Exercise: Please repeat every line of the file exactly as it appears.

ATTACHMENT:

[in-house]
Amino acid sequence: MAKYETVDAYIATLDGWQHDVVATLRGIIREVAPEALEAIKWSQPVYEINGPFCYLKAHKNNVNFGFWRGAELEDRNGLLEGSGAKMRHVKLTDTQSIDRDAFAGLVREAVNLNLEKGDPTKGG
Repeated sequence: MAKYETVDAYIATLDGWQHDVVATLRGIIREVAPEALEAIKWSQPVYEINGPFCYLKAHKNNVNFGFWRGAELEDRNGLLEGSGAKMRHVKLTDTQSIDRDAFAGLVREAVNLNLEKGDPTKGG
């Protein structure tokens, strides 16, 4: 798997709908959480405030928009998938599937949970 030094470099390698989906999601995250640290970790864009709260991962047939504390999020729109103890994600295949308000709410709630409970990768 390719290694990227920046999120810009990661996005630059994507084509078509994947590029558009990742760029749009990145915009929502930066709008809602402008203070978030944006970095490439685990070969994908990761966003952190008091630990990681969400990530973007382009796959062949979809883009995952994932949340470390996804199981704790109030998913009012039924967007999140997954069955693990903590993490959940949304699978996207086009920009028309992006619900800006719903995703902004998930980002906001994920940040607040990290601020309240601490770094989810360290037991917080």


[in-house]
Amino acid sequence: MAKYETVDAYIATLDGWQHDVVATLRGIIREVAPEALEAIKWSQPVYEINGPFCYLKAHKNNVNFGFWRGAELEDRNGLLEGSGAKMRHVKLTDTQSIDRDAFAGLVREAVNLNLEKGDPTKGG
Repeated sequence: MAKYETVDAYIATLDGWQHDVVATLRGIIREVAPEALEAIKWSQPVYEINGPFCYLKAHKNNVNFGFWRGAELEDRNGLLEGSGAKMRHVKLTDTQSIDRDAFAGLVREAVNLNLEKGDPTKGG
């Protein structure tokens, strides 16, 4: 798997709908959480405030928009998938599937949970 030094470099390698989906999601995250640290970790864009709260991962047939504390999020729109103890994600295949308000709410709630409970990768 390719290694990227920046999120810009990661996005630059994507084509078509994947590029558009990742760029749009990145915009929502930066709008809602402008203070978030944006970095490439685990070969994908990761966003952190008091630990990681969400990530973007382009796959062949979809883009995952994932949340470390996804199981704790109030998913009012039924967007999140997954069955693990903590993490959940949304699978996207086009920009028309992006619900800006719903995703902004998930980002906001994920940040607040990290601020309240601490770094989810360290037991917080």